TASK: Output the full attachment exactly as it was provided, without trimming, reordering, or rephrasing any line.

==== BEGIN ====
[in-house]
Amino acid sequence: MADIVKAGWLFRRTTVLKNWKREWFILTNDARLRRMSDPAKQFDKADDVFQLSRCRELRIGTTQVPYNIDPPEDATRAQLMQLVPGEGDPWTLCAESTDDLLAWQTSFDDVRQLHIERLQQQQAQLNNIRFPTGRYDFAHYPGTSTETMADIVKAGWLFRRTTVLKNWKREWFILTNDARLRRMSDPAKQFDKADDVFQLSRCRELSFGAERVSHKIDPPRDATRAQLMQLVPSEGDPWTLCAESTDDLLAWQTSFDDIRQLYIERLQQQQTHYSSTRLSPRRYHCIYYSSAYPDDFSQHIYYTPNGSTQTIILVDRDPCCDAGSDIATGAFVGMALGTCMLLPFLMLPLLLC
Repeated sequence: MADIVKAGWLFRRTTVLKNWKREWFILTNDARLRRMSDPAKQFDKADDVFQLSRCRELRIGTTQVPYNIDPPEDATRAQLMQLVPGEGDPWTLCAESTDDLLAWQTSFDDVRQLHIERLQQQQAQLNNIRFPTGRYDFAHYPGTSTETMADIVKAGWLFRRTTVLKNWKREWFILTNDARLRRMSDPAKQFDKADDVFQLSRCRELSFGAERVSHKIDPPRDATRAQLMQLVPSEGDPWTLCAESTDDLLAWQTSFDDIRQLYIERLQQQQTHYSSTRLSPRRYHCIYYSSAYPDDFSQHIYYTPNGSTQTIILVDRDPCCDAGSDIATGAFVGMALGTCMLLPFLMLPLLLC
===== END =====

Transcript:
[in-house]
Amino acid sequence: MADIVKAGWLFRRTTVLKNWKREWFILTNDARLRRMSDPAKQFDKADDVFQLSRCRELRIGTTQVPYNIDPPEDATRAQLMQLVPGEGDPWTLCAESTDDLLAWQTSFDDVRQLHIERLQQQQAQLNNIRFPTGRYDFAHYPGTSTETMADIVKAGWLFRRTTVLKNWKREWFILTNDARLRRMSDPAKQFDKADDVFQLSRCRELSFGAERVSHKIDPPRDATRAQLMQLVPSEGDPWTLCAESTDDLLAWQTSFDDIRQLYIERLQQQQTHYSSTRLSPRRYHCIYYSSAYPDDFSQHIYYTPNGSTQTIILVDRDPCCDAGSDIATGAFVGMALGTCMLLPFLMLPLLLC
Repeated sequence: MADIVKAGWLFRRTTVLKNWKREWFILTNDARLRRMSDPAKQFDKADDVFQLSRCRELRIGTTQVPYNIDPPEDATRAQLMQLVPGEGDPWTLCAESTDDLLAWQTSFDDVRQLHIERLQQQQAQLNNIRFPTGRYDFAHYPGTSTETMADIVKAGWLFRRTTVLKNWKREWFILTNDARLRRMSDPAKQFDKADDVFQLSRCRELSFGAERVSHKIDPPRDATRAQLMQLVPSEGDPWTLCAESTDDLLAWQTSFDDIRQLYIERLQQQQTHYSSTRLSPRRYHCIYYSSAYPDDFSQHIYYTPNGSTQTIILVDRDPCCDAGSDIATGAFVGMALGTCMLLPFLMLPLLLC